In Croatia: Upgrades to the Emergency Medical System Saves Lives
Development of Emergency Medical Services and Investment Planning Project
June 25, 2013
An emergency medical system is finally in place in Croatia, where for years there were no separate facilities for urgent medical treatment.
Under the system, hundreds of technicians are now on 24-hour call across the country, able to explain to often panic-stricken callers what steps to take until emergency aid arrives. They work alongside physicians out of more than 20 newly- established emergency medical centers around the country, from which medics are now dispatched at a moment’s notice, in new ambulances equipped with the latest medical tools.
“There used to be no standardized approach on how to advise people before the emergency team arrives, so these are the things that are buying time for our teams,” says Branka Tomljanovic, a physician and trainer for the Croatian Institute of Emergency Medicine, set up by the country to implement the new emergency medical system.
The system was funded through a World Bank-supported project, aimed at improving the efficiency and outcomes of Croatia’s Emergency Medical Services and at strengthening the capacity of the country’s Ministry of Health to develop and implement medical directives of the European Union.
In addition to providing new medical centers, new equipment, and new ambulances, the emergency health system has led to the establishment across the country – and for the very first time – of Emergency Departments within Croatian hospitals.
That means that patients with serious conditions are now treated almost immediately, on site, when before they were sent to specialized departments on other floors, or even other hospitals, says veteran doctor Snjezana Klancir, who works at one of the newly-established emergency departments in the Croatian city of Krapina.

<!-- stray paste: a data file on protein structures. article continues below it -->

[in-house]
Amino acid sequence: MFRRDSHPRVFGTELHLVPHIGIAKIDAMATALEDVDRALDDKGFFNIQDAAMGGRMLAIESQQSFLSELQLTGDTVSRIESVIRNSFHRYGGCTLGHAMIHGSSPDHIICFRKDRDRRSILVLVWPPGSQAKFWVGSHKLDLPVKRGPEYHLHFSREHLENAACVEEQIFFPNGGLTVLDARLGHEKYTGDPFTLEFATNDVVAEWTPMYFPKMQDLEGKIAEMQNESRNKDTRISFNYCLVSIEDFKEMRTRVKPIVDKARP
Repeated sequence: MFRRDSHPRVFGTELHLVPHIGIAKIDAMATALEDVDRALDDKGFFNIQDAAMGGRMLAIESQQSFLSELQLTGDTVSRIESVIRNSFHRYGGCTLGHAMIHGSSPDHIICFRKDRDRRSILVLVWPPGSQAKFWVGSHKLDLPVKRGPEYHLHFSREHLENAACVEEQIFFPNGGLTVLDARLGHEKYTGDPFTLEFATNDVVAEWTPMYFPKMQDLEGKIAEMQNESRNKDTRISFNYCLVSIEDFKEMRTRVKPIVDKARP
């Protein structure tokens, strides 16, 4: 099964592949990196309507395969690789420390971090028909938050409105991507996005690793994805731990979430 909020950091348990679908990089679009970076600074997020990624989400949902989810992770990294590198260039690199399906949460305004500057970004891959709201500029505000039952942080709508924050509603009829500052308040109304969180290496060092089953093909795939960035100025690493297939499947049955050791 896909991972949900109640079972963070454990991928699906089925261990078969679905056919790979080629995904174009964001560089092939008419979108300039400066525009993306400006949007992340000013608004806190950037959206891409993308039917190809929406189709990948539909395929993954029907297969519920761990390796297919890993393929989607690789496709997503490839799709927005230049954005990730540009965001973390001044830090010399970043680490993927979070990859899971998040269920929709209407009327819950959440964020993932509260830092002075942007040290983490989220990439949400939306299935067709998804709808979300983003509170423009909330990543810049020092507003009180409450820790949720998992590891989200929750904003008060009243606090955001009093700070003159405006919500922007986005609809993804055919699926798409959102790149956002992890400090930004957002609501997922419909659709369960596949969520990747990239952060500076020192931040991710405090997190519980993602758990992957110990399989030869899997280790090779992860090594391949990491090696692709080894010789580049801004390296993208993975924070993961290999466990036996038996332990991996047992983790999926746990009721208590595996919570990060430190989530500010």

We did everything as the family doctors without organized emergency services, but since one and half years, we have everything that I have been wishing for the last 35 years
Under the medical system, more than 20 hospitals across the country will have created separate emergency departments by the end of 2013. The departments will offer around-the-clock care to patients in need of urgent medical, surgical, and traumatic conditions, ranging from brain injuries to broken bones.
Before the new medical system, ambulances involved in emergency services were also used for general transportation, meaning that only 9.7% of ambulance trips were related to medical field calls. Under the new system, ambulances are now 100% dedicated to emergencies. As a result, 90% of patients with multiple injuries and 40% of patients with cardiac arrest are reaching the emergency centers alive, while 92% of the patients with multiple injuries, as well as 79% of patients that suffered a cardiac arrest and arrived alive at the emergency centers, survive at least the initial critical 48 hours.
It will surely help us a great deal because we work in the field and will need to know how to work with the equipment because our patients are often in life threatening situations
And through an educational component of the emergency medical system, an estimated 2,000 people working in Croatia’s emergency services are getting trained in the most recent medical technology and skills.
Kristina Muzek – a recent medical school graduate – was trained to use the new automated ventilators provided through the emergency medical project.
“It will surely help us a great deal because we work in the field and will need to know how to work with the equipment because our patients are often in life threatening situations,” says Muzek, adding that the extra training will help her and others in Croatia’s medical field to perform even better in future emergency situations.
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